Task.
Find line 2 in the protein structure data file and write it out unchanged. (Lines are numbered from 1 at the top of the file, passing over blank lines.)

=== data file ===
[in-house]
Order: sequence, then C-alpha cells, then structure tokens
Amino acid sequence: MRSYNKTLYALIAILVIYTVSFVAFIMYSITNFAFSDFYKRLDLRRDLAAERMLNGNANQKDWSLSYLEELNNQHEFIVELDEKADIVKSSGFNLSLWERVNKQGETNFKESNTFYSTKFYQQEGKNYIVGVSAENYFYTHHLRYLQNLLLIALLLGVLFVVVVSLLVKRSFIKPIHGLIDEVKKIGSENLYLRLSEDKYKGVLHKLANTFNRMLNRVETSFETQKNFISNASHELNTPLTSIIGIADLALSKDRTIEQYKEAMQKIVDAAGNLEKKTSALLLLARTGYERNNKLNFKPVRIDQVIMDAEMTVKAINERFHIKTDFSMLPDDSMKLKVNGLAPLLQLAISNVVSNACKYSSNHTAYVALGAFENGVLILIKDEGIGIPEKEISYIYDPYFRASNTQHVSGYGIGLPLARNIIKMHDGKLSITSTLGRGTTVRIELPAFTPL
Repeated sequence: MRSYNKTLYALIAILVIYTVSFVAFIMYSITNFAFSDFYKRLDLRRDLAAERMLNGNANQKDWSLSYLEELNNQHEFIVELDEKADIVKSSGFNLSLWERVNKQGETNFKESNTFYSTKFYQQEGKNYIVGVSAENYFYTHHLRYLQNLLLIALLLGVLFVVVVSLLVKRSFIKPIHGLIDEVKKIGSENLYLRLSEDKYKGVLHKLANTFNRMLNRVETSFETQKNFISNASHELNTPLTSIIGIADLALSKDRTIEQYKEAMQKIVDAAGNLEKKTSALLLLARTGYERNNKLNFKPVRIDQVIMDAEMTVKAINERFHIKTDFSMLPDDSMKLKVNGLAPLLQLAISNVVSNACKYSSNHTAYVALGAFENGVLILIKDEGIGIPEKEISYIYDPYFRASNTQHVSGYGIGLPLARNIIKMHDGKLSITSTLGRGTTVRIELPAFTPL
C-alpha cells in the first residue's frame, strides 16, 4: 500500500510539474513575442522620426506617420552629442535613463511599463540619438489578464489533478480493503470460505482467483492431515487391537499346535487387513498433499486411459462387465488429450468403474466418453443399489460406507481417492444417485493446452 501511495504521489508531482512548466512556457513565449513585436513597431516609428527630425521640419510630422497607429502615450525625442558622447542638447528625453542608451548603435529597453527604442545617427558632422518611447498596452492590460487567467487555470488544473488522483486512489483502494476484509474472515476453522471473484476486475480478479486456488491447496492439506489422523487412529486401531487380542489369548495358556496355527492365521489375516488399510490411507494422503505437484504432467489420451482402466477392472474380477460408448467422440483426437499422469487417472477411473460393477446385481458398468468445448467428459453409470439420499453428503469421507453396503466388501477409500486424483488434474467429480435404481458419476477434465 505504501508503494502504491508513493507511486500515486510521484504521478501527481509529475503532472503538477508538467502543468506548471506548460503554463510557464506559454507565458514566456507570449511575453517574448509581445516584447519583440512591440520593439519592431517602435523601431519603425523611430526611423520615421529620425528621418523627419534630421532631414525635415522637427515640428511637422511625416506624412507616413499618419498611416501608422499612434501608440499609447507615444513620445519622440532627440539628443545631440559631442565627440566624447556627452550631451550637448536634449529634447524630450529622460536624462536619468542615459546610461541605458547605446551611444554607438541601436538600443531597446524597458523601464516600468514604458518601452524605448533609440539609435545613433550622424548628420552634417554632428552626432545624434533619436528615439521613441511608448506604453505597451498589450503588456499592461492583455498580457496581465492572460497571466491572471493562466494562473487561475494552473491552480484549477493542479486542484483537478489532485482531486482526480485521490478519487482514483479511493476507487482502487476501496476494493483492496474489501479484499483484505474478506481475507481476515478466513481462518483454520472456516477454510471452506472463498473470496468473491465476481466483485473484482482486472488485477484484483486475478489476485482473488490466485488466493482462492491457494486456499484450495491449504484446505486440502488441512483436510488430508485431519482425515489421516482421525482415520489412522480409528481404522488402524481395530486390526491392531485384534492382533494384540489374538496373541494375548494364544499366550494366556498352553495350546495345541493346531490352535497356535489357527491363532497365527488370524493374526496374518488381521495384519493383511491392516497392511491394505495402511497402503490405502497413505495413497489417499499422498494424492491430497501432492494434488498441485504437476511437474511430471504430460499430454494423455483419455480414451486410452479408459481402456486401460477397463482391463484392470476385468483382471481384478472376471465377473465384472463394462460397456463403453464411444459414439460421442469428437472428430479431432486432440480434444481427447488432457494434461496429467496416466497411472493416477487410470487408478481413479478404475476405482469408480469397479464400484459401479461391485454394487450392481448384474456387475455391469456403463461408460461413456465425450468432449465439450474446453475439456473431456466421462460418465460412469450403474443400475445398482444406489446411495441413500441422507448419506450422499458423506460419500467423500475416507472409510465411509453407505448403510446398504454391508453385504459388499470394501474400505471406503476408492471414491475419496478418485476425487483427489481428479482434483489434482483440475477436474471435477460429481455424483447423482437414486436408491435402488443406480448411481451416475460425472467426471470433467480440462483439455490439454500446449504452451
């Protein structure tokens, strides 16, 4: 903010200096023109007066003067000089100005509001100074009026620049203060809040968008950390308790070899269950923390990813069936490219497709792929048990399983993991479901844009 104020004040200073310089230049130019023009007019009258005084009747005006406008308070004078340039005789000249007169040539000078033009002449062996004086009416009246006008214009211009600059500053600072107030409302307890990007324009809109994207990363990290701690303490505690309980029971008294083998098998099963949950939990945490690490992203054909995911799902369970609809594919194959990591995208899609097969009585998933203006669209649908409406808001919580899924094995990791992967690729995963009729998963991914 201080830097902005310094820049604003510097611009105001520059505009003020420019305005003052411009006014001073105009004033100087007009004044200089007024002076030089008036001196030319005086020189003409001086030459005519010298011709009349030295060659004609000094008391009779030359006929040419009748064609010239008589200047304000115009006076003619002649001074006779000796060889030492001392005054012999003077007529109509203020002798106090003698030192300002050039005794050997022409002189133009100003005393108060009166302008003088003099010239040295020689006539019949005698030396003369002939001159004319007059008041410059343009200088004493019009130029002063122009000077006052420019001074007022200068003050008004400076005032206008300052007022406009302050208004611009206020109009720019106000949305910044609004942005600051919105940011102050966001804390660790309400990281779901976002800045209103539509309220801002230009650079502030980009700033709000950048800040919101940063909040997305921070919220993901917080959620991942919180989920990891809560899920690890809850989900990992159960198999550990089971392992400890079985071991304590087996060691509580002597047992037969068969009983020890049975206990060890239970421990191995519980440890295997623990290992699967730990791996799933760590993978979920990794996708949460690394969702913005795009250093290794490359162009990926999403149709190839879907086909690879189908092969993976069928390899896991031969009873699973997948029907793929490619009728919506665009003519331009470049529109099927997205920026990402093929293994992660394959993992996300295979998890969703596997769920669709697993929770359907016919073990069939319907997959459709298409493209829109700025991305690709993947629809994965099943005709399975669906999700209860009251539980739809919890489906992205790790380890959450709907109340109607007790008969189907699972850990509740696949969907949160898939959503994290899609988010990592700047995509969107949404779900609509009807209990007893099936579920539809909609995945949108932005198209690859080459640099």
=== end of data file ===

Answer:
Order: sequence, then C-alpha cells, then structure tokens